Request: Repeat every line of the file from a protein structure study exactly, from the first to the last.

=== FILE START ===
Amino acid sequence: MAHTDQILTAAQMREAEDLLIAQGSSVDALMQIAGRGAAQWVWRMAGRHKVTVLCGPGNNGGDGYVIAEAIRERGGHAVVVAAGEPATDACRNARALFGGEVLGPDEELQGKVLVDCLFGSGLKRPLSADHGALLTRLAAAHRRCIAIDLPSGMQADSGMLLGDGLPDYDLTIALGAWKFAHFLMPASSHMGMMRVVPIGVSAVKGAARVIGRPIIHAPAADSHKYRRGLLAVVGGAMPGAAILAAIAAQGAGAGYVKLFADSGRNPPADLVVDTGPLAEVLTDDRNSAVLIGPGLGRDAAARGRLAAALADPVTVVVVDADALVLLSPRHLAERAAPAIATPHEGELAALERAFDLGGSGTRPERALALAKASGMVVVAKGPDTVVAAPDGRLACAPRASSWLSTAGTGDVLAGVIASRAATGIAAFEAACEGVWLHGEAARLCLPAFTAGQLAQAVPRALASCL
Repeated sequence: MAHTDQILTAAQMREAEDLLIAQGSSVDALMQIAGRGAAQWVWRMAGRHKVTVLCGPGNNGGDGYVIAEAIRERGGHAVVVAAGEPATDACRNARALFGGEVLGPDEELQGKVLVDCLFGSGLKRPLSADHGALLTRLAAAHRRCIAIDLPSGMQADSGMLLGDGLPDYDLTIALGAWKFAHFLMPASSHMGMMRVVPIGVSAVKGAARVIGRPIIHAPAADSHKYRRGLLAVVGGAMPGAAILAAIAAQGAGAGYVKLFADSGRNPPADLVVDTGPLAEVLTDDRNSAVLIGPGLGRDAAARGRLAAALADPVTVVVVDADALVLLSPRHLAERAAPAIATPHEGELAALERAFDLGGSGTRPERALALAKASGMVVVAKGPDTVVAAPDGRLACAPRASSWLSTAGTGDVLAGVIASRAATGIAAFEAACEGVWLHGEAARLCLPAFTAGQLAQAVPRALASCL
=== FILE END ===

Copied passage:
Amino acid sequence: MAHTDQILTAAQMREAEDLLIAQGSSVDALMQIAGRGAAQWVWRMAGRHKVTVLCGPGNNGGDGYVIAEAIRERGGHAVVVAAGEPATDACRNARALFGGEVLGPDEELQGKVLVDCLFGSGLKRPLSADHGALLTRLAAAHRRCIAIDLPSGMQADSGMLLGDGLPDYDLTIALGAWKFAHFLMPASSHMGMMRVVPIGVSAVKGAARVIGRPIIHAPAADSHKYRRGLLAVVGGAMPGAAILAAIAAQGAGAGYVKLFADSGRNPPADLVVDTGPLAEVLTDDRNSAVLIGPGLGRDAAARGRLAAALADPVTVVVVDADALVLLSPRHLAERAAPAIATPHEGELAALERAFDLGGSGTRPERALALAKASGMVVVAKGPDTVVAAPDGRLACAPRASSWLSTAGTGDVLAGVIASRAATGIAAFEAACEGVWLHGEAARLCLPAFTAGQLAQAVPRALASCL
Repeated sequence: MAHTDQILTAAQMREAEDLLIAQGSSVDALMQIAGRGAAQWVWRMAGRHKVTVLCGPGNNGGDGYVIAEAIRERGGHAVVVAAGEPATDACRNARALFGGEVLGPDEELQGKVLVDCLFGSGLKRPLSADHGALLTRLAAAHRRCIAIDLPSGMQADSGMLLGDGLPDYDLTIALGAWKFAHFLMPASSHMGMMRVVPIGVSAVKGAARVIGRPIIHAPAADSHKYRRGLLAVVGGAMPGAAILAAIAAQGAGAGYVKLFADSGRNPPADLVVDTGPLAEVLTDDRNSAVLIGPGLGRDAAARGRLAAALADPVTVVVVDADALVLLSPRHLAERAAPAIATPHEGELAALERAFDLGGSGTRPERALALAKASGMVVVAKGPDTVVAAPDGRLACAPRASSWLSTAGTGDVLAGVIASRAATGIAAFEAACEGVWLHGEAARLCLPAFTAGQLAQAVPRALASCL